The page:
This paper considers a central objection to evolutionary epistemology. The objection is that biological and epistemic development are not analogous, since while biological variation is blind, epistemic variation is not. The generation of hypotheses, unlike the generation of genotypes, is not random. We argue that this objection is misguided and show how the central analogy of evolutionary epistemology can be preserved. The core of our reply is that much epistemic variation is indeed directed by heuristics, but these heuristics are analogous (...)
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  18. Précis of Inference to the Best Explanation, 2nd Edition. [REVIEW]Peter Lipton - 2007 - Philosophy and Phenomenological Research 74 (2):421–423.
  19.  2
    The Epistemology of Testimony.Peter Lipton - 1998 - Studies in History and Philosophy of Science Part A 29 (1):1-31.
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  20. Hume's Problem: Induction and the Justification of Belief.Peter Lipton - 2002 - British Journal for the Philosophy of Science 53 (4):579-583.
  21.  26
    Kant on Wheels.Peter Lipton - 2003 - Social Epistemology 17 (2-3):215-219.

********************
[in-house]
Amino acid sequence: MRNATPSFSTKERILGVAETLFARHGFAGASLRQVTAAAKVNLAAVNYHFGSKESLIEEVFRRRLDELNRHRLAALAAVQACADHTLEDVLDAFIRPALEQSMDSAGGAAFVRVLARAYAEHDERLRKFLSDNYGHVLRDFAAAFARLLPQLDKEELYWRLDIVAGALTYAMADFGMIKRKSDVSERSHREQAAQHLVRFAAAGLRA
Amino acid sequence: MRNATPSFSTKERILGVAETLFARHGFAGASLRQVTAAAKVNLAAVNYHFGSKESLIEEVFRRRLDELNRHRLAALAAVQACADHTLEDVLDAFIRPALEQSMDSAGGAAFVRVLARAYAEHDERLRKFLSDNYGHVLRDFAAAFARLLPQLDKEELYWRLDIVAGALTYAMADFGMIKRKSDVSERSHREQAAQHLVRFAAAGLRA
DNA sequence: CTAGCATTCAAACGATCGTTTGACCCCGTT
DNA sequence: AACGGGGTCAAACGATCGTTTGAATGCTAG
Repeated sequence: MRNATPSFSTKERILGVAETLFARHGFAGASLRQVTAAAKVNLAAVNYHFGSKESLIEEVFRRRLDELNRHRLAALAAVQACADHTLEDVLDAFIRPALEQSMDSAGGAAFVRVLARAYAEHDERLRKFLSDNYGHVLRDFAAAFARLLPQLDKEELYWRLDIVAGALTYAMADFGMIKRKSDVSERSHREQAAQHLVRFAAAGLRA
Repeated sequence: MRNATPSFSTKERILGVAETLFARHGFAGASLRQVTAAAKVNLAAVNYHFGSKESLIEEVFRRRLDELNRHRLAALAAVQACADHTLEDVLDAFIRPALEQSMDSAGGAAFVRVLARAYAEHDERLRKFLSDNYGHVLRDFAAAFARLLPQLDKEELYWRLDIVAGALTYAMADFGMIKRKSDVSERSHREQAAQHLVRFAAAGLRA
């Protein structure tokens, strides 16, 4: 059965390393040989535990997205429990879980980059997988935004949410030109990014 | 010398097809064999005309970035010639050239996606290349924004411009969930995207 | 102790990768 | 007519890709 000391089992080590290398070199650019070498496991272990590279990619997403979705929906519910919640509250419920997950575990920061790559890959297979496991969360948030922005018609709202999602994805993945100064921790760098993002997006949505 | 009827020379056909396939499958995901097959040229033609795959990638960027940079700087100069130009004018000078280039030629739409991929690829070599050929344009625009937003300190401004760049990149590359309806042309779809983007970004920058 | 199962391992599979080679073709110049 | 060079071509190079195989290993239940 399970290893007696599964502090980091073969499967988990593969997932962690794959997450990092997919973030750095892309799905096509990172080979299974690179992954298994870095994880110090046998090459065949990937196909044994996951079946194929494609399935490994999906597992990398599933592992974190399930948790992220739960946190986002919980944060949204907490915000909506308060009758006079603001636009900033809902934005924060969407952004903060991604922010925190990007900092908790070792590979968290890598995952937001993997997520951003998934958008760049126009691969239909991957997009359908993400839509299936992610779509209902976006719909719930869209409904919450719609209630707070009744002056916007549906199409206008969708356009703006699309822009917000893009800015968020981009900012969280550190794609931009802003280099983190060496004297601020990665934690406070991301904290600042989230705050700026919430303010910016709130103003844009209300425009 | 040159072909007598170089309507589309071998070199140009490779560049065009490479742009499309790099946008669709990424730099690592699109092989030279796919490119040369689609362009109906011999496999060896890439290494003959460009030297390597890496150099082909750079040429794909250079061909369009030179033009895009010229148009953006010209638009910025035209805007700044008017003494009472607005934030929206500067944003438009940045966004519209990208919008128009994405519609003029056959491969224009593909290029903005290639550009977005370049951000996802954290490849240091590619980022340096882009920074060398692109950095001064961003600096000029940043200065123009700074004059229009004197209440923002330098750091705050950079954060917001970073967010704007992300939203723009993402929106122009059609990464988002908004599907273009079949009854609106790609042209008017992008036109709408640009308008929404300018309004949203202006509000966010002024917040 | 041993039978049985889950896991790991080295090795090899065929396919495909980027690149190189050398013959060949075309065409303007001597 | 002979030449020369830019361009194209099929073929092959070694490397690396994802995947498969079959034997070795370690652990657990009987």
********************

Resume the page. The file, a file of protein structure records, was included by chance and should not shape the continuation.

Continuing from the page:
At a New York cocktail party shortly after the war, a young and insecure physics postgraduate was heard to blurt out to a woman he had met there: ‘I just want to know what Truth is!’ This was Thomas Kuhn and what he meant was that specific truths such as those of physics mattered less to him than acquiring metaphysical knowledge of the nature of truth. Soon afterwards, he gave up physics, but rather than take up philosophy directly, he approached (...)
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  22.  80
    A Real Contrast.Peter Lipton - 1987 - Analysis 47 (4):207 - 208.
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  23. Science and Religion : The Immersion Solution.Peter Lipton - 2009 - In John Cornwell & Michael McGhee (eds.), Philosophers and God: At the Frontiers of Faith and Reason. Continuum. pp. 31--46.
    This essay focuses on the cognitive tension between science and religion, in particular on the contradictions between some of the claims of current science and some of the claims in religious texts. My aim is to suggest how some work in the philosophy of science may help to manage this tension. Thus I will attempt to apply some work in the philosophy of science to the philosophy of religion, following the traditional gambit of trying to stretch the little one does (...)